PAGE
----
After a big loss, football coaches torture their players by making them watch a replay of the match in slow motion, pointing out all the mistakes and making suggestions on how to play better. A couples counsellor is not unlike a football coach. Every day, couples sit in my office and we go over recent arguments to see what lessons can be learned.
When dissecting disagreements, I point out missed opportunities – when a chance for showing empathy went begging, when acknowledgement was bypassed, or when someone forgot to listen. We also pause on examples of defensiveness and personal attacks or passive aggressive behaviours such as eye-rolling or sarcasm.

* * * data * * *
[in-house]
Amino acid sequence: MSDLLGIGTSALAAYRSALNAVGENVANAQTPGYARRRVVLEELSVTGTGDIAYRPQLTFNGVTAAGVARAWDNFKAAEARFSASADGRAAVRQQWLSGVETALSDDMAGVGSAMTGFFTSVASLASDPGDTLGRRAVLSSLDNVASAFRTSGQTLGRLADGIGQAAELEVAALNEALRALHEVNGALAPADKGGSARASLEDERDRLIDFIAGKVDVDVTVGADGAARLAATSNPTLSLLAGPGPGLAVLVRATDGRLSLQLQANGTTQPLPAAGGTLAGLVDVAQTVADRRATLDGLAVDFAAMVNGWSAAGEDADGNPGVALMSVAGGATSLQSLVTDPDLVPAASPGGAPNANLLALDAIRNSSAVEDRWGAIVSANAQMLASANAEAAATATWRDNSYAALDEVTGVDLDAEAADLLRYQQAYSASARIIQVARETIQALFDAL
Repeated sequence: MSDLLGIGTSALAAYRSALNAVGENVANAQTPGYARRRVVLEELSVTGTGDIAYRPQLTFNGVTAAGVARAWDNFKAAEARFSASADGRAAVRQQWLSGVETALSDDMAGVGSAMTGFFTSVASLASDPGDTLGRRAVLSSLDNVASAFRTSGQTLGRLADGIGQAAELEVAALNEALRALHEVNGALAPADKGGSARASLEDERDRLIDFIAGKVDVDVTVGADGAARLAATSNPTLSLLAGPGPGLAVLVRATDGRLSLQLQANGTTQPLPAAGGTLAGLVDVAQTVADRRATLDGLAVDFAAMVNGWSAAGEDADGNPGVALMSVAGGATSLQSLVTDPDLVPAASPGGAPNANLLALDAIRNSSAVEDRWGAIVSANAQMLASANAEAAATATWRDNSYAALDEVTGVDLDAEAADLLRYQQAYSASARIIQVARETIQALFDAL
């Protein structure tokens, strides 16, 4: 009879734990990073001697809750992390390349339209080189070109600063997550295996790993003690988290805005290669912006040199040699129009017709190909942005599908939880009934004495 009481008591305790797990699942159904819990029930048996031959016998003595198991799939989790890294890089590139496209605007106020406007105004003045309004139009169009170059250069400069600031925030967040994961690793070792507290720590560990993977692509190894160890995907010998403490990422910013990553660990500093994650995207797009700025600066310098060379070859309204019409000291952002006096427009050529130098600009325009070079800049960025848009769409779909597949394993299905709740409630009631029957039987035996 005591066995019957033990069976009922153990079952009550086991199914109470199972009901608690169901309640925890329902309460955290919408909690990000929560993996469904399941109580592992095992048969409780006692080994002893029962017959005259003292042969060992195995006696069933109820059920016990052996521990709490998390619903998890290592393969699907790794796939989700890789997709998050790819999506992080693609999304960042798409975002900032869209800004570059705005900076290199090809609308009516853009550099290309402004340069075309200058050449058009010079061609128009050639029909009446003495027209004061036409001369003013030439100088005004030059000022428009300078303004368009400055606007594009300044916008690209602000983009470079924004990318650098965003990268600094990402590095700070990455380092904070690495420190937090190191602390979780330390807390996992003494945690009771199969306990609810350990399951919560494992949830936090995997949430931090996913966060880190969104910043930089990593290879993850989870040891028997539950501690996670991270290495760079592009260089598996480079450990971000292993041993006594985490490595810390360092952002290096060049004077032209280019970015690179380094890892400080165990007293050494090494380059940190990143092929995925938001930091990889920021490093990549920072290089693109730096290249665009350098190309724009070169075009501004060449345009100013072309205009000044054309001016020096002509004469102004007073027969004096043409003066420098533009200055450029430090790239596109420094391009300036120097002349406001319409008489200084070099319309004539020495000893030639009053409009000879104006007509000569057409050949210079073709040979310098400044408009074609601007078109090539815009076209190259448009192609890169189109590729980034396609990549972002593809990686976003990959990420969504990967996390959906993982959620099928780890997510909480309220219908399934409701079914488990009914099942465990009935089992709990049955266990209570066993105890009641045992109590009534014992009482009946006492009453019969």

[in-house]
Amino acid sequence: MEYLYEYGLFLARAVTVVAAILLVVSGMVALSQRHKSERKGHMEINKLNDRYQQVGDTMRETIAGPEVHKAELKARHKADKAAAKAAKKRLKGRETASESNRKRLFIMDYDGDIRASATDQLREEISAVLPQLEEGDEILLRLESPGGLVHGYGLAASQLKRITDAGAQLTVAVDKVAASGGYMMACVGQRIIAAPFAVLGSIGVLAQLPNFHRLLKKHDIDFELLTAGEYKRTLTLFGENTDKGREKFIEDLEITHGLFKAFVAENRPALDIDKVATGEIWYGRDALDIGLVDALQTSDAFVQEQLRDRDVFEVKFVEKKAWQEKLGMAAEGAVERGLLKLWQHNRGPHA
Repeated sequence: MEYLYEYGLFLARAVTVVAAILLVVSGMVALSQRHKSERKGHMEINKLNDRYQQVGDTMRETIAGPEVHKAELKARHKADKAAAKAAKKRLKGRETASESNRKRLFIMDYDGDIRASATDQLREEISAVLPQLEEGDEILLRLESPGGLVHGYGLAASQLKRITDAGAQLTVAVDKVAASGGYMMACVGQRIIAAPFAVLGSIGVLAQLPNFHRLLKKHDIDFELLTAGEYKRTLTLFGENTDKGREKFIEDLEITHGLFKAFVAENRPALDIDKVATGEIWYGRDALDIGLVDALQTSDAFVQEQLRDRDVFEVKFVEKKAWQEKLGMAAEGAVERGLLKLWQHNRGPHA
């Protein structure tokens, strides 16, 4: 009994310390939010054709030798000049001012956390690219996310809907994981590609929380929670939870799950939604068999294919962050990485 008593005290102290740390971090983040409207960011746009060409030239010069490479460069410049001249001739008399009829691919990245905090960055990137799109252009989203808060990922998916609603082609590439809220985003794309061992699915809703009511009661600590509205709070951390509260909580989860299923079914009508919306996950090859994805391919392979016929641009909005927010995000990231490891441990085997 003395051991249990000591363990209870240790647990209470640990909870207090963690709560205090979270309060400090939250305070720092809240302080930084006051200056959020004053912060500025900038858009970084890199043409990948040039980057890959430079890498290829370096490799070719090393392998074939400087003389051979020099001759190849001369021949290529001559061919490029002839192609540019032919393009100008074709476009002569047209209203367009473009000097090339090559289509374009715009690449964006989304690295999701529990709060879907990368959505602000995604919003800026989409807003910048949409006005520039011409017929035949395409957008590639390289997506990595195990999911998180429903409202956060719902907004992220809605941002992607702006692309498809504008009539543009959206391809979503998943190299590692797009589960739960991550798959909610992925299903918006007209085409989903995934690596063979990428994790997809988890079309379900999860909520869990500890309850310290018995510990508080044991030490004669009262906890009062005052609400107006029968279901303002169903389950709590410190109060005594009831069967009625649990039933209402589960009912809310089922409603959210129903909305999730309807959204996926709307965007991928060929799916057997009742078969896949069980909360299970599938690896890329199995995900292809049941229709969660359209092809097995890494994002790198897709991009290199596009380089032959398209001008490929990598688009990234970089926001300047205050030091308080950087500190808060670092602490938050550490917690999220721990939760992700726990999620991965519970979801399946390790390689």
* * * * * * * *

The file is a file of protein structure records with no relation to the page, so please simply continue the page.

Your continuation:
Then I encourage couples to try to have the discussion again. This time, they agree to listen to each other, express empathy, and avoid defensiveness, personal attacks or sarcasm. It often feels false at first and a lot of couples struggle to follow a script. But just as a footballer is given passing, tackling and kicking drills, couples need to practice communication drills. Over time, the new way of talking feels more natural and healthier habits are formed.
In an ideal world, we could all press rewind and take back any unkind words that were said. In the real world, we can still agree to “try that again.” So the next time you are struggling to resolve an issue: take some time out, wipe the slate clean and then start again.